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  • Wendy-Marie Marie

Original Thoughts & Sarah Ruhl

Something was made painful clear during the first semester of my PhD studies (last semester which feels like another lifetime but ended only 3 short weeks ago) - having an original thought is tricky. I have so many thoughts racing through my brain all the time, but how many can be backed up by academically accepted research. So we end up with regurgitations of regurgitation and are asked to stop relying on other sources and trust our own thoughts... but back them up with academically approved sources. And the circle continues.


I wrote a paper claiming that Sarah Ruhl's play, Eurydice, was a theatrical symphony and therefore belonged in the echelon of music in the aesthetic hierarchy (A middle finger to Nietzsche and Plato, who claim poetry is below music for various reasons I won't get into here). In the process of creating my defense, I fell madly in love with Sarah Ruhl's writing. the fact that she pricks my heart by the end of nearly everything she writes. That her masterful handling of transformation makes me question the rules of the universe. That I continually fall into the spaces she leaves in her work and experience and entire lifetime between lines forces me to question if there truly are any boundaries on stage.

Photo by Joan Marcus, from Yale Repertory Theater, New Haven, Connecticut in December 2012

So far during winter break I've read, The Clean House (again), The Melancholy Play, To Peter Pan on her 70th Birthday, And this morning I read, Dear Elizabeth - a play in letters from Elizabeth Bishop to Robert Lowell and back again. I've already read Eurydice, Dead Man's Cell Phone and In the Next Room, or the Vibrator Play, but plan to read them again once I've read the rest of her work. So I've got 9 plays to go.


This morning I realized that I could spend the rest of my life reading her plays and thinking about the worlds she creates. I'd like to live in many of her worlds, a fly on the wall... or the protagonist. As my thoughts on her writing tumbled over one another in my mind, I began to wonder what other people had said about her throughout her career. I wanted to collect some of these words here for future reference. I'll keep adding to it as I find new material.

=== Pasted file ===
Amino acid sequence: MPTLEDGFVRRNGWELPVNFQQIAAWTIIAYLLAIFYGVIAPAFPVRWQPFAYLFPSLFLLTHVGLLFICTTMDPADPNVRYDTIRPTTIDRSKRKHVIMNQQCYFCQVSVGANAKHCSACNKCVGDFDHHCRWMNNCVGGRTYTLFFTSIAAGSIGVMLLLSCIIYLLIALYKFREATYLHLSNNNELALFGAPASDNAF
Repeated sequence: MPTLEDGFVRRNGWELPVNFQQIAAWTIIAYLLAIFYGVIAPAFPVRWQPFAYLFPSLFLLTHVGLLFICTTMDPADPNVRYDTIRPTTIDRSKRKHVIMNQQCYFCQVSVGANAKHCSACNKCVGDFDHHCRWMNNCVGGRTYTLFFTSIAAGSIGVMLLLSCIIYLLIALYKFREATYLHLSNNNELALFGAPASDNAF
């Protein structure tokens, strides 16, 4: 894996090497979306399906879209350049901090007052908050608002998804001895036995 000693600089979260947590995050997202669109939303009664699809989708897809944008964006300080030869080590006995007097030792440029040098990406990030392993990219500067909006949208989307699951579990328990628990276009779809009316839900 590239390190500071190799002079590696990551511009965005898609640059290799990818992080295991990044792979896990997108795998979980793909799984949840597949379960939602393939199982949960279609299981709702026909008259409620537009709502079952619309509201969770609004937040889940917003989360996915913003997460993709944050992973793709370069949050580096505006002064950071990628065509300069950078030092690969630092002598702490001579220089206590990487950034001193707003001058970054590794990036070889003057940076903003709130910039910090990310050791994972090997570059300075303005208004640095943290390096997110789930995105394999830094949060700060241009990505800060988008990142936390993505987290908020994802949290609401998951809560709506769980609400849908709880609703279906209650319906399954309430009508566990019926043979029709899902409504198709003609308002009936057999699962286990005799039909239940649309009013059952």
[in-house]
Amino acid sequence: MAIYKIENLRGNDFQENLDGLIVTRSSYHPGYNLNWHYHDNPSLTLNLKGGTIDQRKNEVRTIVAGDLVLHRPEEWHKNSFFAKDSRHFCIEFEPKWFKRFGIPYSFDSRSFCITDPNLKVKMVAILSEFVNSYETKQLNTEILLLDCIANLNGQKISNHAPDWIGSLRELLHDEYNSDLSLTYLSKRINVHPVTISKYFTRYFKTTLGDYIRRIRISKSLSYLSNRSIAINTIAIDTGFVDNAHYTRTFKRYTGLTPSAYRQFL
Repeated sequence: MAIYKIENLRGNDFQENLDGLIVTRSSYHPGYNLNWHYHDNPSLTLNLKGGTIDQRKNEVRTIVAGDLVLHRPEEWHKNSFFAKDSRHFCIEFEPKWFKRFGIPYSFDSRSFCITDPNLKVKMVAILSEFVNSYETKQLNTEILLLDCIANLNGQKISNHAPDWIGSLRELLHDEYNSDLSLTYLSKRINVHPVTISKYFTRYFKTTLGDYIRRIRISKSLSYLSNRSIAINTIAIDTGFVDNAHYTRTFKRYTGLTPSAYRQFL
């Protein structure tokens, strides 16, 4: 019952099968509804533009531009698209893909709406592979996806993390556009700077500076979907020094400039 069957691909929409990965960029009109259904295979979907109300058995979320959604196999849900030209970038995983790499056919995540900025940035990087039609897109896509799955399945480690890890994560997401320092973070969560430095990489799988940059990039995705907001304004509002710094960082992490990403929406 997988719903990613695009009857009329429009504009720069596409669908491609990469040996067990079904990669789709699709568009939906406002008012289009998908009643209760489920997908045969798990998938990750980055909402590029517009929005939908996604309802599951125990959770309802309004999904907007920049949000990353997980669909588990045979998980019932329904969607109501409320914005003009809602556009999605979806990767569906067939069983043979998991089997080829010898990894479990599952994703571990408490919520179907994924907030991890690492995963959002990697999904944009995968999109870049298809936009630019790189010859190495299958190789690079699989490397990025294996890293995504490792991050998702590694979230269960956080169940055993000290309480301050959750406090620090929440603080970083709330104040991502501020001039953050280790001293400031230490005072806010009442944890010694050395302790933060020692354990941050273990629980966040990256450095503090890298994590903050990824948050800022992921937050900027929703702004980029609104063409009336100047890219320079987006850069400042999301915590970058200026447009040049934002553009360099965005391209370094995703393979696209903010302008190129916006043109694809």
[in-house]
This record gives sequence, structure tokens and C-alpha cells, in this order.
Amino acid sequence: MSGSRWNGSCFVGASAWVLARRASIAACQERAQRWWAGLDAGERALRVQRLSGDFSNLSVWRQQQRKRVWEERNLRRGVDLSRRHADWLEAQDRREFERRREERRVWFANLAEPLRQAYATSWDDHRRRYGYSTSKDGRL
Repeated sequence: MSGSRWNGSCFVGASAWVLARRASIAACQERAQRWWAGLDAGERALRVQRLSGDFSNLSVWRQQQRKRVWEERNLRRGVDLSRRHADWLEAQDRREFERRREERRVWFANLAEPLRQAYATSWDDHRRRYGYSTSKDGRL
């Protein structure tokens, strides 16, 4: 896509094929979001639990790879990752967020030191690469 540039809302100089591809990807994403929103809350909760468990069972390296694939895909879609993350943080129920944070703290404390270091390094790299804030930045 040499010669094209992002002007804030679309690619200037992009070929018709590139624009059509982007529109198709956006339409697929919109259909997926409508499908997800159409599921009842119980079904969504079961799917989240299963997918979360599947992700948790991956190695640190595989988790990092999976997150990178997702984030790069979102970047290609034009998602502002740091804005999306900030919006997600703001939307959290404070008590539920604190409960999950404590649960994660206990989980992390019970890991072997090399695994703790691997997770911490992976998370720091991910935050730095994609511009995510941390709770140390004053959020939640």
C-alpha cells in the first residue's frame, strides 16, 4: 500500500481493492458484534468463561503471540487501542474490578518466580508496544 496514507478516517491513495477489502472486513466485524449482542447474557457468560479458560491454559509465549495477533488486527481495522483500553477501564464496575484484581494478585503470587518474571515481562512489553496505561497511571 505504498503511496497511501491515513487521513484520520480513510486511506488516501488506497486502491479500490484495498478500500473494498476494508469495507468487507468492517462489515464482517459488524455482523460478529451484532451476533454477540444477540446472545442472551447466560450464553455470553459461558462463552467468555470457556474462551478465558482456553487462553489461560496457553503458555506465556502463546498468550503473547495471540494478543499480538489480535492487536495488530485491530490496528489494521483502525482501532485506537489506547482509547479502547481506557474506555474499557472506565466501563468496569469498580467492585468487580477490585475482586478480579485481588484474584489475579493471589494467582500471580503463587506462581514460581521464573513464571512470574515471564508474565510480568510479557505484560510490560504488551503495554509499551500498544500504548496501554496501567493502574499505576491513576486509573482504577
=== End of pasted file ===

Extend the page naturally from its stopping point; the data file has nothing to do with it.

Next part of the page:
Thoughts on Sarah:


"...celebrated for capitalizing on such ambiguity and for blurring boundaries between myth and reality, poetry and prose and even animal and human." - Ben Brantley, The New York Times Review of How to Transcend A Happy Marriage at Lincoln Center, 2017.


"Ghosts, pets and arguments without outcomes: These are reliable telltales of the work of Sarah Ruhl..." - Jesse Green, The New York Times review of For Peter Pan on her 70th Birthday at Playwright's Horizons, 2017

Illustration by Jillian Tamaki. The New York Times

"Ruhl's ability to craft her plays with almost no exposition or outside world substance and still be able to make her characters act and sound human while experiencing larger-than-life tribulations is perhaps what sets her ahead of other playwrights." - Justin J. Sacramone, Broadwayworld review of The Clean House at the Williamstown Theatre Festival, 2017.


"Ruhl is a lovely writer, capable of witty aphorisms, sophisticated dialogue, humorous set-ups, and a theatrical sense of wonder. She also has a tendency towards the twee." - Jonathan Mandell, New York Theatre review of How to Transcend A Happy Marriage at Lincoln Center, 2017

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